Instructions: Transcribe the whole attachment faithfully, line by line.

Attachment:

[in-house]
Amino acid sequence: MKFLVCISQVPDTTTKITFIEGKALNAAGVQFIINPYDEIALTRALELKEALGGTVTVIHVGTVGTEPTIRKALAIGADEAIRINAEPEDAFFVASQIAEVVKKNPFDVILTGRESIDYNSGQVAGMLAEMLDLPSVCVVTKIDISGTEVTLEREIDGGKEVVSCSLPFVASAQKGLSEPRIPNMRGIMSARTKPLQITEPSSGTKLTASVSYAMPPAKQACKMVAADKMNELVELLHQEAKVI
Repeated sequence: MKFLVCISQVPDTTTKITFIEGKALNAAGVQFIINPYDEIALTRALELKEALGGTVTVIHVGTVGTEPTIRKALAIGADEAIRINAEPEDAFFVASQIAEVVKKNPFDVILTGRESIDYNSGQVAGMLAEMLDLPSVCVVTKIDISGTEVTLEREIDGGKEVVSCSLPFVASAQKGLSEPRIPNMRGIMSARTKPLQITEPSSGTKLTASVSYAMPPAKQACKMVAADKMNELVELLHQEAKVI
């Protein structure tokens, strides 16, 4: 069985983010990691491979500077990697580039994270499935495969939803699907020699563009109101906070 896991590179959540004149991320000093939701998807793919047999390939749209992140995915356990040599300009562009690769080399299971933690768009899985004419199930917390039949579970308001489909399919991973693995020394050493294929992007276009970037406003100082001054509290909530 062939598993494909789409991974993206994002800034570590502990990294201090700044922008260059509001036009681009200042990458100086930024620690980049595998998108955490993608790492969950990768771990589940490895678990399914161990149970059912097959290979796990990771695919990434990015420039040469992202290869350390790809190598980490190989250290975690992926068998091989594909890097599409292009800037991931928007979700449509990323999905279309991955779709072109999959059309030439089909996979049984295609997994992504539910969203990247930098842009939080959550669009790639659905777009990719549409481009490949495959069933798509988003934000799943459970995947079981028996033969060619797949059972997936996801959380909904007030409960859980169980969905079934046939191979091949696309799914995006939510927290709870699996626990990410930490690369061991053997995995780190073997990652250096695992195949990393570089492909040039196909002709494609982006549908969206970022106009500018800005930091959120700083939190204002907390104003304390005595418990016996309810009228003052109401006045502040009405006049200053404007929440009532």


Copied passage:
[in-house]
Amino acid sequence: MKFLVCISQVPDTTTKITFIEGKALNAAGVQFIINPYDEIALTRALELKEALGGTVTVIHVGTVGTEPTIRKALAIGADEAIRINAEPEDAFFVASQIAEVVKKNPFDVILTGRESIDYNSGQVAGMLAEMLDLPSVCVVTKIDISGTEVTLEREIDGGKEVVSCSLPFVASAQKGLSEPRIPNMRGIMSARTKPLQITEPSSGTKLTASVSYAMPPAKQACKMVAADKMNELVELLHQEAKVI
Repeated sequence: MKFLVCISQVPDTTTKITFIEGKALNAAGVQFIINPYDEIALTRALELKEALGGTVTVIHVGTVGTEPTIRKALAIGADEAIRINAEPEDAFFVASQIAEVVKKNPFDVILTGRESIDYNSGQVAGMLAEMLDLPSVCVVTKIDISGTEVTLEREIDGGKEVVSCSLPFVASAQKGLSEPRIPNMRGIMSARTKPLQITEPSSGTKLTASVSYAMPPAKQACKMVAADKMNELVELLHQEAKVI
């Protein structure tokens, strides 16, 4: 069985983010990691491979500077990697580039994270499935495969939803699907020699563009109101906070 896991590179959540004149991320000093939701998807793919047999390939749209992140995915356990040599300009562009690769080399299971933690768009899985004419199930917390039949579970308001489909399919991973693995020394050493294929992007276009970037406003100082001054509290909530 062939598993494909789409991974993206994002800034570590502990990294201090700044922008260059509001036009681009200042990458100086930024620690980049595998998108955490993608790492969950990768771990589940490895678990399914161990149970059912097959290979796990990771695919990434990015420039040469992202290869350390790809190598980490190989250290975690992926068998091989594909890097599409292009800037991931928007979700449509990323999905279309991955779709072109999959059309030439089909996979049984295609997994992504539910969203990247930098842009939080959550669009790639659905777009990719549409481009490949495959069933798509988003934000799943459970995947079981028996033969060619797949059972997936996801959380909904007030409960859980169980969905079934046939191979091949696309799914995006939510927290709870699996626990990410930490690369061991053997995995780190073997990652250096695992195949990393570089492909040039196909002709494609982006549908969206970022106009500018800005930091959120700083939190204002907390104003304390005595418990016996309810009228003052109401006045502040009405006049200053404007929440009532």